Lilly and Novo Nordisk. Key growth drivers for Eli Lilly and Company and Novo Nordisk thus far in 2023 were its diabetes and weight-management drugs, respectively Lilly’s Mounjaro (tirzepatide) and Novo Nordisk’s Wegovy (semaglutide) and Saxenda (liraglutide). Revenues for Lilly’s Mounjaro soared in the first half of 2023 to $1.5 billion from only $16 million in the year-ago period. For the second-quarter 2023, worldwide Mounjaro revenue was $979.7 million. US revenue was $915.7 million reflecting increased volume and, to a lesser extent, higher realized prices due to decreased utilization of savings card programs as access continues to expand. Lilly says it has experienced and continues to expect intermittent delays fulfilling orders of certain Mounjaro doses given significant demand. These delays have impacted, and may continue to impact, volume. Mounjaro launched in the US for the treatment of Type 2 diabetes in June 2022. Revenue outside the US was $64.0 million. For Novo Nordisk, sales within its Diabetes and Obesity care increased by 36% to DKK 99.0 billion ($14.6 billion), mainly driven by GLP-1 diabetes sales growth of 49% and Obesity care growing by 158%.
Viatris. Among the large generics players, for the first six months of 2023, Viatris reported net sales of $7.6 billion, an 8% decline from the year-ago period of $8.3 billion. The company stayed on track with previously announced strategic goals, including in paying down its debt by paying down $727 million for the first half of the year (2023). The company also says it is on track in proceeding with other divestitures with expectations to announce at least one significant divestiture or more in the third quarter. It expects revenues of $15.5 billion to $16.0 billion for the full-year 2023.
These moves are part of what the company has termed as a “re-shaping plan,” and growth plan, which includes restructuring, divestments of non-core assets, paying down debt, and generating improved revenue growth. The company is in Phase I of that plan, which set a target of achieving cost synergies of $1 billion-plus by the end of 2023 from the integration of the 2020 merger of Mylan (the legacy company of Viatris) and Upjohn, Pfizer’s generics and established medicines, to form Viatris. The company also has a goal to achieve $9 billion in pre-tax proceeds from the divestment of non-core assets. A key move in 2022 was a $3.35-billion deal to divest its biosimilars assets to Biocon Biologics, a Bangalore, India-based biosimilars company and subsidiary of Biocon Ltd., which gave Viatris gross proceeds of $2 billion in cash and a 12.9% stake in Biocon Biologics. To boost revenues, Viatris acquired two ophthalmology drug companies (Oyster Point Pharma and Famy Life Sciences) for a combined total of $750 million to establish an ophthalmology franchise as a new revenue source. Viatris officially launched its new Eye Care Division earlier this year (January 2023) and is projecting to add more than $1 billion in net sales from its eye-care portfolio by 2028.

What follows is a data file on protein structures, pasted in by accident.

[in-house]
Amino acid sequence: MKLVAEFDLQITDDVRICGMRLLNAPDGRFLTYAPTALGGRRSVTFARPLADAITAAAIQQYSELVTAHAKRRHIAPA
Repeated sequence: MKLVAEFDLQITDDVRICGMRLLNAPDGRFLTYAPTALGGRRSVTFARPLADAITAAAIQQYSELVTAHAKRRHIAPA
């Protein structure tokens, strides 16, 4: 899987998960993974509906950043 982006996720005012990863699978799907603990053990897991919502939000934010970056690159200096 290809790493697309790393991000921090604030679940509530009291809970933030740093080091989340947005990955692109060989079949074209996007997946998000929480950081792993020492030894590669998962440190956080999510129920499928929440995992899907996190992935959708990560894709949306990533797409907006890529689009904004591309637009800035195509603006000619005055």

Phase I of the company’s reshaping plan ends in 2023 with Phase 2 of the plan beginning in 2024. In its 2022 earnings announcement earlier this week (February 27, 2023), Viatris provided an update of its strategic plan. In 2022, it paid down approximately $3.3 billion in debt and has paid down approximately $5.4 billion since 2021. Viatris says it also remains on track to execute planned further divestitures.